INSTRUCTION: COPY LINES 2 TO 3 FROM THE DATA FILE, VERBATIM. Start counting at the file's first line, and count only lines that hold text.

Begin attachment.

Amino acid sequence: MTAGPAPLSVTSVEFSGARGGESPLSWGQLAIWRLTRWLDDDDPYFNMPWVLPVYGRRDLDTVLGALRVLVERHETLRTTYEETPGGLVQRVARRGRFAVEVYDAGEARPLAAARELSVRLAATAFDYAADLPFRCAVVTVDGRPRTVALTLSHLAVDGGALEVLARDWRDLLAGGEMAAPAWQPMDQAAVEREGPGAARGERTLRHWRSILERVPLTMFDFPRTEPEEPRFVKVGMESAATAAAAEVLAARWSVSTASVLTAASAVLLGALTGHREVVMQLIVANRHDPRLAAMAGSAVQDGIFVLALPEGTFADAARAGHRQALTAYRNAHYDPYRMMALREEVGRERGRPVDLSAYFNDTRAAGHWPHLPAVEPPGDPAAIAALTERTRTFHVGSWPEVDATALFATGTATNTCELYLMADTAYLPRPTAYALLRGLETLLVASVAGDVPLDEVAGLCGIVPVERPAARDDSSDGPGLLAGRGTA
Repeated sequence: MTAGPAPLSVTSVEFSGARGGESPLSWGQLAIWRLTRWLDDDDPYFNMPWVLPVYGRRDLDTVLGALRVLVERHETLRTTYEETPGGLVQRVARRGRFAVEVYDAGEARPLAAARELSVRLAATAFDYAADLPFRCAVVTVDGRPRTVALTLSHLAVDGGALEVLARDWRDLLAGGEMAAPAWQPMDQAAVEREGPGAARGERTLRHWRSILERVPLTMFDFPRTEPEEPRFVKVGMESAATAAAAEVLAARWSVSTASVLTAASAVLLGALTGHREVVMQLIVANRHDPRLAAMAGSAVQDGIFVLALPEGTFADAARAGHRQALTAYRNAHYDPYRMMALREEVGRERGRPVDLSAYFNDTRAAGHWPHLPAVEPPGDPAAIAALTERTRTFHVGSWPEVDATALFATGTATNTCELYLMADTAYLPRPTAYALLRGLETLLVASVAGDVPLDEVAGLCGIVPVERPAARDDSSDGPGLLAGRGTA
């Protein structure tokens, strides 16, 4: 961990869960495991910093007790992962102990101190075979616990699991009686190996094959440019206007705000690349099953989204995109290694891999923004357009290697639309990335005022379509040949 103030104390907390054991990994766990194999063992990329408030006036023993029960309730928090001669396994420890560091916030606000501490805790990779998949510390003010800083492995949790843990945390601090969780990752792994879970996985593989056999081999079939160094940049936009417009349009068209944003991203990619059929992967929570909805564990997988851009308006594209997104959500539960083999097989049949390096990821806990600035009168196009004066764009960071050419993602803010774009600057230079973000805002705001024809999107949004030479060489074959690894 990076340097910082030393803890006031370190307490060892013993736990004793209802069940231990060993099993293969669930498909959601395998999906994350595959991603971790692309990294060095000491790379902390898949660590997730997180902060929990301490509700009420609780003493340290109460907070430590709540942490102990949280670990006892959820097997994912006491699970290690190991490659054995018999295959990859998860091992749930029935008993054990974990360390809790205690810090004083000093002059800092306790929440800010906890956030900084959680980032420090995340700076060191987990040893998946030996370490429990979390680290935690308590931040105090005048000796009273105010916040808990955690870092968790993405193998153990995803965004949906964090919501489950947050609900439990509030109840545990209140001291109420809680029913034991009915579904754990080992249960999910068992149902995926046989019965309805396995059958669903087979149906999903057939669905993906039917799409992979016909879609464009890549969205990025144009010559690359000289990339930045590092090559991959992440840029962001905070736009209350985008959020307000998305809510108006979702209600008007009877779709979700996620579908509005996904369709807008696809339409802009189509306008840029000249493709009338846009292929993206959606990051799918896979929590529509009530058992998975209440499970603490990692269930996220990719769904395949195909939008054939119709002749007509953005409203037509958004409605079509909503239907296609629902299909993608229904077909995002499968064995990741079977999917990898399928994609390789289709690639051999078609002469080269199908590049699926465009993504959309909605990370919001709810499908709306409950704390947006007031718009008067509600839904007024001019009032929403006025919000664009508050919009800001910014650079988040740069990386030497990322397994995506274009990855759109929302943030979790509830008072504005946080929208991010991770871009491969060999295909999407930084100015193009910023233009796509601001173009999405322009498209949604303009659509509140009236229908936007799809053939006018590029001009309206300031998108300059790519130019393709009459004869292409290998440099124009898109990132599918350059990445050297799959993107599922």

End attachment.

Repeated sequence: MTAGPAPLSVTSVEFSGARGGESPLSWGQLAIWRLTRWLDDDDPYFNMPWVLPVYGRRDLDTVLGALRVLVERHETLRTTYEETPGGLVQRVARRGRFAVEVYDAGEARPLAAARELSVRLAATAFDYAADLPFRCAVVTVDGRPRTVALTLSHLAVDGGALEVLARDWRDLLAGGEMAAPAWQPMDQAAVEREGPGAARGERTLRHWRSILERVPLTMFDFPRTEPEEPRFVKVGMESAATAAAAEVLAARWSVSTASVLTAASAVLLGALTGHREVVMQLIVANRHDPRLAAMAGSAVQDGIFVLALPEGTFADAARAGHRQALTAYRNAHYDPYRMMALREEVGRERGRPVDLSAYFNDTRAAGHWPHLPAVEPPGDPAAIAALTERTRTFHVGSWPEVDATALFATGTATNTCELYLMADTAYLPRPTAYALLRGLETLLVASVAGDVPLDEVAGLCGIVPVERPAARDDSSDGPGLLAGRGTA
């Protein structure tokens, strides 16, 4: 961990869960495991910093007790992962102990101190075979616990699991009686190996094959440019206007705000690349099953989204995109290694891999923004357009290697639309990335005022379509040949 103030104390907390054991990994766990194999063992990329408030006036023993029960309730928090001669396994420890560091916030606000501490805790990779998949510390003010800083492995949790843990945390601090969780990752792994879970996985593989056999081999079939160094940049936009417009349009068209944003991203990619059929992967929570909805564990997988851009308006594209997104959500539960083999097989049949390096990821806990600035009168196009004066764009960071050419993602803010774009600057230079973000805002705001024809999107949004030479060489074959690894 990076340097910082030393803890006031370190307490060892013993736990004793209802069940231990060993099993293969669930498909959601395998999906994350595959991603971790692309990294060095000491790379902390898949660590997730997180902060929990301490509700009420609780003493340290109460907070430590709540942490102990949280670990006892959820097997994912006491699970290690190991490659054995018999295959990859998860091992749930029935008993054990974990360390809790205690810090004083000093002059800092306790929440800010906890956030900084959680980032420090995340700076060191987990040893998946030996370490429990979390680290935690308590931040105090005048000796009273105010916040808990955690870092968790993405193998153990995803965004949906964090919501489950947050609900439990509030109840545990209140001291109420809680029913034991009915579904754990080992249960999910068992149902995926046989019965309805396995059958669903087979149906999903057939669905993906039917799409992979016909879609464009890549969205990025144009010559690359000289990339930045590092090559991959992440840029962001905070736009209350985008959020307000998305809510108006979702209600008007009877779709979700996620579908509005996904369709807008696809339409802009189509306008840029000249493709009338846009292929993206959606990051799918896979929590529509009530058992998975209440499970603490990692269930996220990719769904395949195909939008054939119709002749007509953005409203037509958004409605079509909503239907296609629902299909993608229904077909995002499968064995990741079977999917990898399928994609390789289709690639051999078609002469080269199908590049699926465009993504959309909605990370919001709810499908709306409950704390947006007031718009008067509600839904007024001019009032929403006025919000664009508050919009800001910014650079988040740069990386030497990322397994995506274009990855759109929302943030979790509830008072504005946080929208991010991770871009491969060999295909999407930084100015193009910023233009796509601001173009999405322009498209949604303009659509509140009236229908936007799809053939006018590029001009309206300031998108300059790519130019393709009459004869292409290998440099124009898109990132599918350059990445050297799959993107599922």